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Rendering of the proposed Chicago zero-waste marketplace called Zaste. (Courtesy of Zaste)

Buying in bulk and hunting down package-free items can be a challenge that often requires trips to multiple stores. To make sustainable shopping more accessible, two Chicago sisters plan to open a zero-waste marketplace by spring 2020.

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(Kevin Gessner / Flickr)

A team led by several Chicago-area researchers has developed a new method to “upcycle” single-use plastics into a number of commonly used products, such as motor oils, detergents and cosmetics. 

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Chicago sustainability advocate Stephanie Katsaros

In many ways, modern American life is set up for convenience and speed – and that can generate a lot of garbage. What you can do at home to reduce your waste output.

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A gorilla at Kahuzi-Biega National Park in the Democratic Republic of Congo (Joe McKenna / Wikimedia Commons)

Mining for coltan, a mineral compound used to make cellphones and other small electronics, has displaced large numbers of Eastern gorillas in the Democratic Republic of Congo. 

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(mali maeder / pexels)

On average, people in the U.S. generate 220 pounds of plastic waste each year, even though much of those materials could be recycled. Here’s the lowdown on the types of plastic that can and can’t be recycled. 

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(Irene Tostado / Chicago Park District)

Trees collected through Chicago’s annual holiday tree recycling program are turned into mulch and wood chips for use at Chicago Park District locations. 

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(Brian Johnson and Dane Kantner / Flickr)

Chicago’s recycling woes have been well-documented, but a new report shows that at least five other cities in Illinois are failing to meet average U.S. recycling rates.

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(jokevanderleij8 / Pixabay)

A bill signed into law this week seeks to incorporate composted soil into state-funded landscaping projects.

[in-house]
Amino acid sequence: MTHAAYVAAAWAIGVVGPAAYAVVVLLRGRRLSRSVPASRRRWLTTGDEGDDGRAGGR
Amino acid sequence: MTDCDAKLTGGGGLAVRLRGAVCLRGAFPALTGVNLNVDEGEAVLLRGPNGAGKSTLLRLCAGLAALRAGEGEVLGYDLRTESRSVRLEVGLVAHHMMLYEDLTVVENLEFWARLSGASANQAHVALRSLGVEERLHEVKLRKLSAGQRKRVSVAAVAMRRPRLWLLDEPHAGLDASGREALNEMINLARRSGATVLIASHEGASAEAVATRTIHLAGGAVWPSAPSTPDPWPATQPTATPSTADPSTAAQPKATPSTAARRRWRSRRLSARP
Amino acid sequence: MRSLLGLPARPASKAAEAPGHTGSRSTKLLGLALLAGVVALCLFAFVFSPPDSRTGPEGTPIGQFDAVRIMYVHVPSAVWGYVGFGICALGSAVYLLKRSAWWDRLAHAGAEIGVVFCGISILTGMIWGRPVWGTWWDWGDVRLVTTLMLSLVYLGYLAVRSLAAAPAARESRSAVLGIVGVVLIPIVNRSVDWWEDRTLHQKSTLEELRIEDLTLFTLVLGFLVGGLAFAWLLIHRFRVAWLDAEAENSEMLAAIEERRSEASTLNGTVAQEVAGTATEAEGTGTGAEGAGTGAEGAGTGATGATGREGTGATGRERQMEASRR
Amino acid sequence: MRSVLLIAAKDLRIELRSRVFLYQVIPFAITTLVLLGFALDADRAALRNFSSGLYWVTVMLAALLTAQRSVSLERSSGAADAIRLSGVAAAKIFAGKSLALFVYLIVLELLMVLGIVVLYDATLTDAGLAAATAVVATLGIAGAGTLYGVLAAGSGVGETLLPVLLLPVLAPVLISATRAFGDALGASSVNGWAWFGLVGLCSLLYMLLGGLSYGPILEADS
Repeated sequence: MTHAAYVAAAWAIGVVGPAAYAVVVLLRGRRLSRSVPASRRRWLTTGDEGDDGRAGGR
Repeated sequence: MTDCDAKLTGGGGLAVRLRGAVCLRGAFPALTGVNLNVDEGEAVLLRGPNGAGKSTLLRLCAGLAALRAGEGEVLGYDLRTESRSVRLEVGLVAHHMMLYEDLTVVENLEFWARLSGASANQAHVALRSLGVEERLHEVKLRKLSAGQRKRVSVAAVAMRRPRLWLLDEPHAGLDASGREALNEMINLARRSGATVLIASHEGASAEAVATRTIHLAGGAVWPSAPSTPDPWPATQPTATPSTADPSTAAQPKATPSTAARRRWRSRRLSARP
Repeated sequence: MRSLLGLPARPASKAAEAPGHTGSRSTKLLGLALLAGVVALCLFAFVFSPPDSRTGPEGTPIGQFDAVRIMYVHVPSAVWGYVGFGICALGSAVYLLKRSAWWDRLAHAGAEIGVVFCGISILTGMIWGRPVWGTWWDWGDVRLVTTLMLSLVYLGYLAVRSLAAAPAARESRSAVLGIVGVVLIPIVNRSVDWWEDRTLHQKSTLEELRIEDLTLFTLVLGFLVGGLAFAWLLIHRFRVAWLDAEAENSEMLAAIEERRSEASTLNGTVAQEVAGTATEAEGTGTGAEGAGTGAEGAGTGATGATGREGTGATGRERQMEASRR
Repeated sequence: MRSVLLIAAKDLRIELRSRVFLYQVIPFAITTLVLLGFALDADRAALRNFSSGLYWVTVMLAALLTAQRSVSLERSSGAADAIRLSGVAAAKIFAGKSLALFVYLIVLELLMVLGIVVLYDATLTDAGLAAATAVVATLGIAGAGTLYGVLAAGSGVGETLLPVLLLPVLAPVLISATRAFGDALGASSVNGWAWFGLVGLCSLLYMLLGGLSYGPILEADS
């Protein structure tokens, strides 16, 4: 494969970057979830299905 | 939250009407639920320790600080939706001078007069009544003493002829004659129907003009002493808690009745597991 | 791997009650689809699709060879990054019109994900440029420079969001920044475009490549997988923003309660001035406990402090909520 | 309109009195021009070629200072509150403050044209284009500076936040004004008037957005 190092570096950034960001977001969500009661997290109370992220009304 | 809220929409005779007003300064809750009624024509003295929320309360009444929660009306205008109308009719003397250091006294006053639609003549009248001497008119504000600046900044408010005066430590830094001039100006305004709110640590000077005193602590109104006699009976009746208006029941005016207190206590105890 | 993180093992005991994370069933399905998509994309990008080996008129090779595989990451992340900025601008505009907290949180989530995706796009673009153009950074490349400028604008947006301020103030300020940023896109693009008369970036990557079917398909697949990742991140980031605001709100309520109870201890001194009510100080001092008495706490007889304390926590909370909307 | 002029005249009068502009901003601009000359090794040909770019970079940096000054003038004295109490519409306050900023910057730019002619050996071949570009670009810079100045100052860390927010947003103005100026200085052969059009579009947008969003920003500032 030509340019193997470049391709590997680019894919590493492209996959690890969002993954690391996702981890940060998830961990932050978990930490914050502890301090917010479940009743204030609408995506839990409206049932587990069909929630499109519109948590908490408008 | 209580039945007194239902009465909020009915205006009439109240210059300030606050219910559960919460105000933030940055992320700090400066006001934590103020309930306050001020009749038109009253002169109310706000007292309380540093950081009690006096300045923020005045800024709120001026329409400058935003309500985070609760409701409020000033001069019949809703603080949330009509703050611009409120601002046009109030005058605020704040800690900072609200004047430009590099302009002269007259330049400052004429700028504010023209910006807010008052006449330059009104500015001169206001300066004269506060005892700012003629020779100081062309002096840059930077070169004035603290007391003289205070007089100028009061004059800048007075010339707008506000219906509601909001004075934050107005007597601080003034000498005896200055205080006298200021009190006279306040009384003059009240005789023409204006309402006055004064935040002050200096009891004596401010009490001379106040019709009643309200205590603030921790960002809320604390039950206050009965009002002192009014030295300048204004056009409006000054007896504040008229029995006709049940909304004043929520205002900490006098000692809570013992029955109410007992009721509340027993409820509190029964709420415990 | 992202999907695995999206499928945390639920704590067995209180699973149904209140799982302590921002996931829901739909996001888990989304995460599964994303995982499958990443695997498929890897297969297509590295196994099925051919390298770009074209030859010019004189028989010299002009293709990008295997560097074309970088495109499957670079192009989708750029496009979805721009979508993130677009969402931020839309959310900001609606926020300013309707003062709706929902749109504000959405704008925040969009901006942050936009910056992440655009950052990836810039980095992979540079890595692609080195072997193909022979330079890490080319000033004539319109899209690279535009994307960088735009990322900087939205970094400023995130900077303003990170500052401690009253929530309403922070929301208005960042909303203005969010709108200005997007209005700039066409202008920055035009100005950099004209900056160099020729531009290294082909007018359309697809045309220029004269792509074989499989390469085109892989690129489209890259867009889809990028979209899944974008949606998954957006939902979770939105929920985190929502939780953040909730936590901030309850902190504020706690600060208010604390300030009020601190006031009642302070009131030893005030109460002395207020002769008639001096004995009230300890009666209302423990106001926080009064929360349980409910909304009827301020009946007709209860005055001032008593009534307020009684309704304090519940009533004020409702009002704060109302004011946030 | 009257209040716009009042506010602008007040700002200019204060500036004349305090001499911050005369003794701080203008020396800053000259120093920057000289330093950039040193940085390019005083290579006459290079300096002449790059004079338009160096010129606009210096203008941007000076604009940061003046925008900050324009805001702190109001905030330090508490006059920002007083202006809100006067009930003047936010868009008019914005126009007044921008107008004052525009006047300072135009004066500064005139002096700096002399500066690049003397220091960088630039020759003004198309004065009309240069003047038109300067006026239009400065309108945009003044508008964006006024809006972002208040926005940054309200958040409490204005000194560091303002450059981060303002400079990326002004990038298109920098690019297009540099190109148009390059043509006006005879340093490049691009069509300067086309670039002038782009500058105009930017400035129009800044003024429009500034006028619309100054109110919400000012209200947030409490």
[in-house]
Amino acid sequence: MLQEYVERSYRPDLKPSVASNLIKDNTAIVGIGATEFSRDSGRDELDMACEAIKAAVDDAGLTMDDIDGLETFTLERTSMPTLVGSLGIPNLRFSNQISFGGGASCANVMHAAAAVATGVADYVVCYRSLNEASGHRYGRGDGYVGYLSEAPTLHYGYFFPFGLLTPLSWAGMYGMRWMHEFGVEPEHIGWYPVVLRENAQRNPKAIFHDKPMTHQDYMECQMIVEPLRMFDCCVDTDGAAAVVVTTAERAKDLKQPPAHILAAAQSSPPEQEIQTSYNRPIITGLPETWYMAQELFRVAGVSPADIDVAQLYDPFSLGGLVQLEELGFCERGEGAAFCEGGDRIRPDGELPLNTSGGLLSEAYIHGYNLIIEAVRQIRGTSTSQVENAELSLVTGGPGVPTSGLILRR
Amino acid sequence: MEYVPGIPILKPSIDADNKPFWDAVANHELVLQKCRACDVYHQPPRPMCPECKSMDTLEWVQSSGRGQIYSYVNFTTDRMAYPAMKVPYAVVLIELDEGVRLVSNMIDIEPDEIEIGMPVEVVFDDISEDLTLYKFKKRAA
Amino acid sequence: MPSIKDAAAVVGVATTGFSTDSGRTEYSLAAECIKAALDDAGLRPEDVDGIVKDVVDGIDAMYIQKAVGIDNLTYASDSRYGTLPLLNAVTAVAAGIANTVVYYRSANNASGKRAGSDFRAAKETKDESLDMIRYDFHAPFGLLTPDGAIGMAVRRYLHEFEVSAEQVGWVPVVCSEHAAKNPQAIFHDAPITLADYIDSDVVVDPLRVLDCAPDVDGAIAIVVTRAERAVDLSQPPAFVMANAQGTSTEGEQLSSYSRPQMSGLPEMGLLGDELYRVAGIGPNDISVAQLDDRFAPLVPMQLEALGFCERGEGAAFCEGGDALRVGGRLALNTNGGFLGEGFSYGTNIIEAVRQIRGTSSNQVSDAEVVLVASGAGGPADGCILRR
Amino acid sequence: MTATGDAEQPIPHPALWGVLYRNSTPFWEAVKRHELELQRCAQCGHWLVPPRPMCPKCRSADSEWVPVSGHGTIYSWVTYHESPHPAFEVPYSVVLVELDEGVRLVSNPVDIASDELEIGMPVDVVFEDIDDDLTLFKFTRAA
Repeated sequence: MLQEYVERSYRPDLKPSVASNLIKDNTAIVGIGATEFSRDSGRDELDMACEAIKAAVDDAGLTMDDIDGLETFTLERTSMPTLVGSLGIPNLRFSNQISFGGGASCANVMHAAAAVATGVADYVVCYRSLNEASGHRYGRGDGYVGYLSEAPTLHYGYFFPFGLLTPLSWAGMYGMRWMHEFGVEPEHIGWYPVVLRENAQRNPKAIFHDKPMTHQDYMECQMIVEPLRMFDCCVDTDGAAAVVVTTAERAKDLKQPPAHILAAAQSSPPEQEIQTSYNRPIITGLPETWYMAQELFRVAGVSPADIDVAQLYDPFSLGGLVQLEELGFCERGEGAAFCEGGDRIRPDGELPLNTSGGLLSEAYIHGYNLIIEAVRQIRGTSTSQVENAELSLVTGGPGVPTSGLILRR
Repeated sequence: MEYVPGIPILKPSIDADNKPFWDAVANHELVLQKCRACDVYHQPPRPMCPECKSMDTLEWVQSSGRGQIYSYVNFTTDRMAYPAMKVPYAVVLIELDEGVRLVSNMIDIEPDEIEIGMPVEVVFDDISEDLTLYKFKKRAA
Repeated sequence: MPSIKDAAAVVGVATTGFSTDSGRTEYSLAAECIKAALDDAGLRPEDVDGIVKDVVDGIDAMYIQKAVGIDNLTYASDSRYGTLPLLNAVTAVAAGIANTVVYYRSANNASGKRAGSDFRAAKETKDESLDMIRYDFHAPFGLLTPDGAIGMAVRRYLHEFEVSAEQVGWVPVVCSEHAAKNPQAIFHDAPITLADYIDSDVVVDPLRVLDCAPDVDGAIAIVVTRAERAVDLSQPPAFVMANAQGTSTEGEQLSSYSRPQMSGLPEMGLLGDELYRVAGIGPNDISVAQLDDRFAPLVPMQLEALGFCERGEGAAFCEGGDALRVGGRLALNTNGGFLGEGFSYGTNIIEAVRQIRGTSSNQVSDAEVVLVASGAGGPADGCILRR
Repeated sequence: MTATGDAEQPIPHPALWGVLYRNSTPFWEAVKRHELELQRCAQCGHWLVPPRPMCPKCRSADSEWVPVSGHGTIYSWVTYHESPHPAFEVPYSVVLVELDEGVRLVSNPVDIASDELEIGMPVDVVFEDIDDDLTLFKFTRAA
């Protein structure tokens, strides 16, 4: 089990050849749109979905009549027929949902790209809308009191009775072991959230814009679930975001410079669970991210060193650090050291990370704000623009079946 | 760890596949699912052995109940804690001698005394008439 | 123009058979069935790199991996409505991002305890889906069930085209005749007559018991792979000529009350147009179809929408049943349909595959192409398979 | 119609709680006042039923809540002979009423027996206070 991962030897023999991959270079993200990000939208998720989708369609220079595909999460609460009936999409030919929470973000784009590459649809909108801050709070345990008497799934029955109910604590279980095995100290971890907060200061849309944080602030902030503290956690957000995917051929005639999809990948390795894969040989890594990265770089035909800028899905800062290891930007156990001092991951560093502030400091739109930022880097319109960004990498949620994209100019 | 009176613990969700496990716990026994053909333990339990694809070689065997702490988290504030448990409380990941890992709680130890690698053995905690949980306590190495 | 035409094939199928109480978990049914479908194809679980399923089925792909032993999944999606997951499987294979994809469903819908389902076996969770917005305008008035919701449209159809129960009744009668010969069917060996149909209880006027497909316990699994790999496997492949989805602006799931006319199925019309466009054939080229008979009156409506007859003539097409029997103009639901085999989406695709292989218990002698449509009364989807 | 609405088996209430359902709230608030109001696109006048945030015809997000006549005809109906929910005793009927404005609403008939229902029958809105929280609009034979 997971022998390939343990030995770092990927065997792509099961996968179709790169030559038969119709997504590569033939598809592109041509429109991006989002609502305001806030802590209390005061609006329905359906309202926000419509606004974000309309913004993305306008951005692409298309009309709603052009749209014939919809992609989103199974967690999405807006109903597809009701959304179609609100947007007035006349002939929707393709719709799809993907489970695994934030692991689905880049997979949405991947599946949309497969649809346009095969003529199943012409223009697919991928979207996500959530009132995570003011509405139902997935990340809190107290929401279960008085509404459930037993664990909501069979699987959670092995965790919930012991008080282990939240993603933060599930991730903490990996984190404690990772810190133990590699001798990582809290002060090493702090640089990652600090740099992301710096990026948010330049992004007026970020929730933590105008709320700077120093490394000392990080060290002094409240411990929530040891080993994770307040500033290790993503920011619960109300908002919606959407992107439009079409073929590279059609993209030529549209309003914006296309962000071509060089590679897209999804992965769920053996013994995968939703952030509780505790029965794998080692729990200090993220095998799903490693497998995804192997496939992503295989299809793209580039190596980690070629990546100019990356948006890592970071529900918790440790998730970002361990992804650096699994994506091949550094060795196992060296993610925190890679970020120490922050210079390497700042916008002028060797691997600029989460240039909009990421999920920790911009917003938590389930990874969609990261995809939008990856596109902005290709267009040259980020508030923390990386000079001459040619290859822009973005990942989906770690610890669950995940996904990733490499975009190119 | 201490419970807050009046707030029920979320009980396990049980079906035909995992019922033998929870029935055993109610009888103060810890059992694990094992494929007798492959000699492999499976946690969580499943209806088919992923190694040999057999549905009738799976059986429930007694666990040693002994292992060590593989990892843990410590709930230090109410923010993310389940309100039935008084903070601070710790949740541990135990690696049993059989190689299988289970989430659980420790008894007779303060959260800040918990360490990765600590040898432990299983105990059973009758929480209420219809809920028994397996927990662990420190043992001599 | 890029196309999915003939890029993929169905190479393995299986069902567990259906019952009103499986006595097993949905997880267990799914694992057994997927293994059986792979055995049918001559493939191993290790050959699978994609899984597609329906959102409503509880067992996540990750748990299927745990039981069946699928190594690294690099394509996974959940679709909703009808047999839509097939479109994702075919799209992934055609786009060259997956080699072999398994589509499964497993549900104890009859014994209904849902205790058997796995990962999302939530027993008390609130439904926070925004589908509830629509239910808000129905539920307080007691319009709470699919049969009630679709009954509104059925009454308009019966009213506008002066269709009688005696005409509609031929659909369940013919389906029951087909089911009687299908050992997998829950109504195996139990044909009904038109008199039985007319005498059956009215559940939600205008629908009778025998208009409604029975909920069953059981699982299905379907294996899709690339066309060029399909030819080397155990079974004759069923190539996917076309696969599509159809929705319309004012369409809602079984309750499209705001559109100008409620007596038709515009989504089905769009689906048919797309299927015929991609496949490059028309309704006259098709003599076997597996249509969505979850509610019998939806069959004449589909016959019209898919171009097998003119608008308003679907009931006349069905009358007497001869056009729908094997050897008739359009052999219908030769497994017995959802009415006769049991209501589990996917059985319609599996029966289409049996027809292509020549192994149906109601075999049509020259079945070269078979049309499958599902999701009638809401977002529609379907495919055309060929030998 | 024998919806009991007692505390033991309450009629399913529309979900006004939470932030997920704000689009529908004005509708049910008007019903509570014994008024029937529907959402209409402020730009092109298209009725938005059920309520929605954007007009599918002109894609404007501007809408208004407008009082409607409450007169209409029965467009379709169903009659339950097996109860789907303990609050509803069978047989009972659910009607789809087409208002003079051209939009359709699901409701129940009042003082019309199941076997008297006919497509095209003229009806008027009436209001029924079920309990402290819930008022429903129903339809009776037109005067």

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The SamurAI sorting robot, manufactured by Canada’s Machinex Technologies. (Courtesy Lakeshore Recycling Systems)

Chicago-based Lakeshore Recycling System is the first company in the U.S. to install a new “self-aware” machine that sorts through recycled materials. 

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(Pixabay)

Public and abandoned properties in the Chicago area might appear a little less cluttered. The Illinois EPA collected 598.5 tons of used tires in December as part of a state program to mitigate hazards associated with them.

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Confused about when the city makes blue cart pickups? You can now look up recycling and garbage pickup schedules online as Chicago looks to boost its dismal recycling rate. 

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Empty yogurt cartons, peanut butter jars and pizza boxes: How clean do they need to be in order to toss them in your recycling bin? Chicago’s recycling staff has answers.

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As Chicago looks to boost recycling rates, Chicago Tonight explores the city's recycling program up close—and with numbers. 

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Chicago’s recycling rate is among the lowest in the country. What the city is now doing to try to change that.

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A worker at Lakeshore Recycling Systems in Forest View. (Alex Ruppenthal / Chicago Tonight)

What happens to Chicago’s recycling after it’s hauled away from neighborhood alleys and sidewalks? We tour a massive processing facility and watch sorting in action.

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(Monterey Regional Waste Management District)

Legislation proposed this week in the Illinois Senate would require electronics manufacturers to pay for permanent recycling drop-off sites set up by counties.

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